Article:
A team of researchers from the Institute for Research in Biomedicine (IRB, USI Università della Svizzera italiana) and the Swiss biotech company Humabs BioMed SA has identified novel therapeutic monoclonal antibody candidates isolated from Zika-infected patients and new strategies for Zika virus diagnostics. An article published in the scientific journal Science describes for the first time an in-depth analysis of the human antibody and T cell immune response to the Zika virus infection with important implications for differential diagnostics and for the development of vaccines and new treatments.
The study is the result of an international collaboration with the University of California, Berkeley (US), Public Health England, Porton Down (UK), the Policlinico San Matteo IRCCS, Pavia (IT), the Swiss Tropical and Public Health Institute, Basel (CH), and the Centre for Tropical Medicine, Ho Chi Minh City (VN). The study was partially funded by the Swiss National Science Foundation, the European Research Council, the US National Institute of Health and the Italian Ministry of Health.
Zika virus is a mosquito-borne flavivirus with homology to Dengue virus. After its introduction into Brazil in 2015, Zika virus has spread rapidly in Latin America and in February 2016, the World Health Organization (WHO) declared it a Public Health Emergency of International Concern. While the main route of Zika virus infection is through bites by mosquitos, the virus may also be spread sexually and vertically from mother to child during the first months of pregnancy. Most of the Zika virus infections are asymptomatic or cause only mild symptoms. However, Zika virus infection can lead to congenital birth defects such as microcephaly. As of today, there is no preventive vaccine or specific therapy available.
The study published in Science reports the first characterization of the human immune response to Zika infection, showing that most of the antibodies elicited by Zika virus infection cross-react with Dengue virus. These cross-reactive antibodies are poorly neutralizing, and can increase the severity of subsequent infection with Zika or Dengue virus. The study shows in experimental models that cross-reactive antibodies induced by infection with Zika virus are capable of provoking lethal Dengue virus infections. These findings, which are subject to validation by prospective epidemiological studies, should be taken into consideration in the context of the development of vaccines.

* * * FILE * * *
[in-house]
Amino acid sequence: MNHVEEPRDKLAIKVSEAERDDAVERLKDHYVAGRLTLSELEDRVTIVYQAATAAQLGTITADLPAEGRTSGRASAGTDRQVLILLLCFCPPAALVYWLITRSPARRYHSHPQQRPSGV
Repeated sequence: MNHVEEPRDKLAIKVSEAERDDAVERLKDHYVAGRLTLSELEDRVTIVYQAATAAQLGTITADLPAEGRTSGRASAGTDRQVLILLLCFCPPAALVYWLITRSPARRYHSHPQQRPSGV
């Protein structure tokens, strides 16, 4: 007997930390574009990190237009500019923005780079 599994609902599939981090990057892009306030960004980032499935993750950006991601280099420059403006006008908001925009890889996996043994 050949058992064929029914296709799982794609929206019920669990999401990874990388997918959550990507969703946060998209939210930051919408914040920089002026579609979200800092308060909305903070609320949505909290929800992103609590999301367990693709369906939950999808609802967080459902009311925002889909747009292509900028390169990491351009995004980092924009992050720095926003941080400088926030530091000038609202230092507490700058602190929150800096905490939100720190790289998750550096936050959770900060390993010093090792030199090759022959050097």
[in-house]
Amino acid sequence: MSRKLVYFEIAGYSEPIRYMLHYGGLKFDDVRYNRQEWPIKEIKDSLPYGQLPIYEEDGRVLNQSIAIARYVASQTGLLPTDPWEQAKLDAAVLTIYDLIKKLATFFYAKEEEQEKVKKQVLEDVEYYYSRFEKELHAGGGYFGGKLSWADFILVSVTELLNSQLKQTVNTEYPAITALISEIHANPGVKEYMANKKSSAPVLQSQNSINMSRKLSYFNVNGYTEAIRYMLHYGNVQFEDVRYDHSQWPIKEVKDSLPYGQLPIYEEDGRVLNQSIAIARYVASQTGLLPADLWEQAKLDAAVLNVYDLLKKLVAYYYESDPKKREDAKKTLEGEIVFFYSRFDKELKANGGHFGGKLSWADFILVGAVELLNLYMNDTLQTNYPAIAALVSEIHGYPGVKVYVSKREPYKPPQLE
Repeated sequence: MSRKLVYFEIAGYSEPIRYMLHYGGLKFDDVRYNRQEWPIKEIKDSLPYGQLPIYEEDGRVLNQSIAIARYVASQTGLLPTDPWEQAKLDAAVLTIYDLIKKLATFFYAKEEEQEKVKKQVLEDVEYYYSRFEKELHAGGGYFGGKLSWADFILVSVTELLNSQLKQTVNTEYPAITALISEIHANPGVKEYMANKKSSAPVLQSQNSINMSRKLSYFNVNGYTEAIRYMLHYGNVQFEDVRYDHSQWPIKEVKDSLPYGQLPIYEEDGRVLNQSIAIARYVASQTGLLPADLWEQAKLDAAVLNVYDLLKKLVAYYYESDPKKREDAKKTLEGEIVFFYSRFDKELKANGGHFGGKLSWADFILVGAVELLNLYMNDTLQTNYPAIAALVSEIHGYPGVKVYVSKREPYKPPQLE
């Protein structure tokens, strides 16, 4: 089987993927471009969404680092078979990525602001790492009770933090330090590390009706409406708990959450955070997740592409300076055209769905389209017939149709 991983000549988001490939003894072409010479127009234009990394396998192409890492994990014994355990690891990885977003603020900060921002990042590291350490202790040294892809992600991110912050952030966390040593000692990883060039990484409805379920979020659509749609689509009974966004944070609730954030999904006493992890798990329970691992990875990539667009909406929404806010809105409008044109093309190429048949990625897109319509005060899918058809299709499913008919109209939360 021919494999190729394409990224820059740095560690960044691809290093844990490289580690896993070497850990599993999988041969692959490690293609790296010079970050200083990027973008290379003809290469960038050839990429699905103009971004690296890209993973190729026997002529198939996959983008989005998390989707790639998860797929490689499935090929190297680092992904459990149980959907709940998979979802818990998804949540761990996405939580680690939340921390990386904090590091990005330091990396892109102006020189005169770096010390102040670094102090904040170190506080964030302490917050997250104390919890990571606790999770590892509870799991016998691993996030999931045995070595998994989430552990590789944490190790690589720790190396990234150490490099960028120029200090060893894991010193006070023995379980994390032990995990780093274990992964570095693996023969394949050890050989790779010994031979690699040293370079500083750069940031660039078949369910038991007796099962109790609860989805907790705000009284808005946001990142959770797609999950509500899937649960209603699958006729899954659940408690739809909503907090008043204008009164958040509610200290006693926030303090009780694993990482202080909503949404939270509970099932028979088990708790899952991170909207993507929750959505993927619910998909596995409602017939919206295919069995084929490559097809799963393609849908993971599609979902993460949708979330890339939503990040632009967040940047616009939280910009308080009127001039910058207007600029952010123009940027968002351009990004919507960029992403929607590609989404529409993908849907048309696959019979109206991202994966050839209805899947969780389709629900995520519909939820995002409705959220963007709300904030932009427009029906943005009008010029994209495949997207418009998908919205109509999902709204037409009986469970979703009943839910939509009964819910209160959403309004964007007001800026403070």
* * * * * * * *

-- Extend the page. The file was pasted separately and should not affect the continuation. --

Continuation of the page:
It took only four months to functionally select, clone and characterize more than 100 anti-Zika virus antibodies from the initial screening of human B cells derived from four convalescent patients. The most potent antibody capable to neutralize Zika virus is now being developed by Humabs to prevent congenital infections."I believe that our discoveries will also have a significant impact on the development of novel diagnostic to differentiate between a Zika or a Dengue infection" said Davide Corti, CSO and senior VP, Humabs. "This study represents another example of the rapid pathway established at Humabs for the isolation and characterization of large numbers of antibodies directed against infectious agents and for the development of the best in class antibodies as potential new therapies against emerging pathogens," said Filippo Riva, CEO of Humabs.
"In contrast to the broad cross-reactivity observed with antibodies, we found that the T cell response is to a large extent Zika-specific, a finding that may decrease the risk of Dengue infection in Zika-immunized individuals," said Federica Sallusto, Director of the Center of Medical Immunology at the IRB.
The study also illustrates the use of some of the Zika virus-specific antibodies isolated in serological diagnostic tests in large cohort clinical and epidemiological studies to investigate the risk of Zika virus disease enhancement in subjects pre-immunized with other flavivirus such as the Dengue virus and the real incidence rate of Zika virus congenital infection in Zika infection endemic areas.
A highly potent neutralizing antibody was identified and engineered into the "LALA" form to not bind the Fc receptors, which is normally the pathway to promote the infection and multiplication of the virus. This LALA antibody showed to inhibit the increase of Zika virus infection caused by antibodies present in the serum of subjects immune to Dengue or Zika virus and showed prophylactic and therapeutic efficacy in a lethal infection model of Zika virus. This class of highly potent engineered LALA antibodies holds the promise of preventing congenital Zika virus infection in pregnant women at risk, and also to serve as potential inhibitors of disease enhancement and transplacental infection by pre-existing cross-reactive antibodies.
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